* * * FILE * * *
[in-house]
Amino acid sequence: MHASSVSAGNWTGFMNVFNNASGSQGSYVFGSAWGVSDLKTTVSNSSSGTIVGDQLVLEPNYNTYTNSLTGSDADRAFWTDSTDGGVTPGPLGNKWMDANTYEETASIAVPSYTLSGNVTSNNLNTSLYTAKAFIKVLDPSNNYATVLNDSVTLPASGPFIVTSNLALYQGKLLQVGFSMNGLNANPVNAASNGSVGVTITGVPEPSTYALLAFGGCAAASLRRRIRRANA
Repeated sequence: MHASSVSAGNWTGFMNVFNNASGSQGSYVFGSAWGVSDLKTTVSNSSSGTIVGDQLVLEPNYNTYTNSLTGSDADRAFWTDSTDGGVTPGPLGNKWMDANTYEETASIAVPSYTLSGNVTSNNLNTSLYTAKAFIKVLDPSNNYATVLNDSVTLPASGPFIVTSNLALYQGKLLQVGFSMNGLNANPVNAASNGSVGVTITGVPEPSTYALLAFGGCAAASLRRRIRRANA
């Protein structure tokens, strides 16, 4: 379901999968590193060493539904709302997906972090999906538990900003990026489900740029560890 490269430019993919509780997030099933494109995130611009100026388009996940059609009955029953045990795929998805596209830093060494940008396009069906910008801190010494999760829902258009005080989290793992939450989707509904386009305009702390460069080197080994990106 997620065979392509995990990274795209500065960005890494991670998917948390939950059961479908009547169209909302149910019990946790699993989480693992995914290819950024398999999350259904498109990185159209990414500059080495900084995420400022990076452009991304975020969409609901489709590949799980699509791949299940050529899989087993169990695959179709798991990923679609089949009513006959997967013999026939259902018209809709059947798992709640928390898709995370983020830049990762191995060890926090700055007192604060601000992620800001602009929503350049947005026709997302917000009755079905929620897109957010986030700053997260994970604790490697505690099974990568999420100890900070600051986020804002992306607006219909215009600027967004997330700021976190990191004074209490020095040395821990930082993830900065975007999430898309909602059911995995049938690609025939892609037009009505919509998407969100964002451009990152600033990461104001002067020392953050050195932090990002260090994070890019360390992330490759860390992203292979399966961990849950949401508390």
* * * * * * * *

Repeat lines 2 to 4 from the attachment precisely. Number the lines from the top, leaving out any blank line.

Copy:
Amino acid sequence: MHASSVSAGNWTGFMNVFNNASGSQGSYVFGSAWGVSDLKTTVSNSSSGTIVGDQLVLEPNYNTYTNSLTGSDADRAFWTDSTDGGVTPGPLGNKWMDANTYEETASIAVPSYTLSGNVTSNNLNTSLYTAKAFIKVLDPSNNYATVLNDSVTLPASGPFIVTSNLALYQGKLLQVGFSMNGLNANPVNAASNGSVGVTITGVPEPSTYALLAFGGCAAASLRRRIRRANA
Repeated sequence: MHASSVSAGNWTGFMNVFNNASGSQGSYVFGSAWGVSDLKTTVSNSSSGTIVGDQLVLEPNYNTYTNSLTGSDADRAFWTDSTDGGVTPGPLGNKWMDANTYEETASIAVPSYTLSGNVTSNNLNTSLYTAKAFIKVLDPSNNYATVLNDSVTLPASGPFIVTSNLALYQGKLLQVGFSMNGLNANPVNAASNGSVGVTITGVPEPSTYALLAFGGCAAASLRRRIRRANA
């Protein structure tokens, strides 16, 4: 379901999968590193060493539904709302997906972090999906538990900003990026489900740029560890 490269430019993919509780997030099933494109995130611009100026388009996940059609009955029953045990795929998805596209830093060494940008396009069906910008801190010494999760829902258009005080989290793992939450989707509904386009305009702390460069080197080994990106 997620065979392509995990990274795209500065960005890494991670998917948390939950059961479908009547169209909302149910019990946790699993989480693992995914290819950024398999999350259904498109990185159209990414500059080495900084995420400022990076452009991304975020969409609901489709590949799980699509791949299940050529899989087993169990695959179709798991990923679609089949009513006959997967013999026939259902018209809709059947798992709640928390898709995370983020830049990762191995060890926090700055007192604060601000992620800001602009929503350049947005026709997302917000009755079905929620897109957010986030700053997260994970604790490697505690099974990568999420100890900070600051986020804002992306607006219909215009600027967004997330700021976190990191004074209490020095040395821990930082993830900065975007999430898309909602059911995995049938690609025939892609037009009505919509998407969100964002451009990152600033990461104001002067020392953050050195932090990002260090994070890019360390992330490759860390992203292979399966961990849950949401508390």